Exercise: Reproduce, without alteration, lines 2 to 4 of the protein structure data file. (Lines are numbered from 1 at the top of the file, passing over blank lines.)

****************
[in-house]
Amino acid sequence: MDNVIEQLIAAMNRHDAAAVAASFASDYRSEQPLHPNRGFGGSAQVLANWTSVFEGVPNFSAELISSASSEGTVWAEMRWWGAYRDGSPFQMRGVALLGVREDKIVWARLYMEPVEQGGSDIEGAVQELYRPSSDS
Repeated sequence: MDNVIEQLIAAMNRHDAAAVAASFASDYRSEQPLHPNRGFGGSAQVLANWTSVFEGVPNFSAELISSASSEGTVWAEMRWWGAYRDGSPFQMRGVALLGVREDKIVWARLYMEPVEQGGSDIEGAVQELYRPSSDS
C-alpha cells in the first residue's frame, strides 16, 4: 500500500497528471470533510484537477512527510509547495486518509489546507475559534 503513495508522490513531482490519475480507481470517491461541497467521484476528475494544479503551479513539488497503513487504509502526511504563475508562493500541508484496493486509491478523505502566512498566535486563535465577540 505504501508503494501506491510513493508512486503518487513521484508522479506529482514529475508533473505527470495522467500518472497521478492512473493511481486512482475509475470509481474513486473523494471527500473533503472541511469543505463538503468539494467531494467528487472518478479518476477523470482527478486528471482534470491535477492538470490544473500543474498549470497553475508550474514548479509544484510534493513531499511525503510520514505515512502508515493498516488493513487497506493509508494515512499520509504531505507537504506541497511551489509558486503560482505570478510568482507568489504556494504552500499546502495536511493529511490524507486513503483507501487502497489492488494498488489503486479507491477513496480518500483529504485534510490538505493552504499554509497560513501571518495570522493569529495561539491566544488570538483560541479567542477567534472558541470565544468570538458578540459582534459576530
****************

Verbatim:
Amino acid sequence: MDNVIEQLIAAMNRHDAAAVAASFASDYRSEQPLHPNRGFGGSAQVLANWTSVFEGVPNFSAELISSASSEGTVWAEMRWWGAYRDGSPFQMRGVALLGVREDKIVWARLYMEPVEQGGSDIEGAVQELYRPSSDS
Repeated sequence: MDNVIEQLIAAMNRHDAAAVAASFASDYRSEQPLHPNRGFGGSAQVLANWTSVFEGVPNFSAELISSASSEGTVWAEMRWWGAYRDGSPFQMRGVALLGVREDKIVWARLYMEPVEQGGSDIEGAVQELYRPSSDS
C-alpha cells in the first residue's frame, strides 16, 4: 500500500497528471470533510484537477512527510509547495486518509489546507475559534 503513495508522490513531482490519475480507481470517491461541497467521484476528475494544479503551479513539488497503513487504509502526511504563475508562493500541508484496493486509491478523505502566512498566535486563535465577540 505504501508503494501506491510513493508512486503518487513521484508522479506529482514529475508533473505527470495522467500518472497521478492512473493511481486512482475509475470509481474513486473523494471527500473533503472541511469543505463538503468539494467531494467528487472518478479518476477523470482527478486528471482534470491535477492538470490544473500543474498549470497553475508550474514548479509544484510534493513531499511525503510520514505515512502508515493498516488493513487497506493509508494515512499520509504531505507537504506541497511551489509558486503560482505570478510568482507568489504556494504552500499546502495536511493529511490524507486513503483507501487502497489492488494498488489503486479507491477513496480518500483529504485534510490538505493552504499554509497560513501571518495570522493569529495561539491566544488570538483560541479567542477567534472558541470565544468570538458578540459582534459576530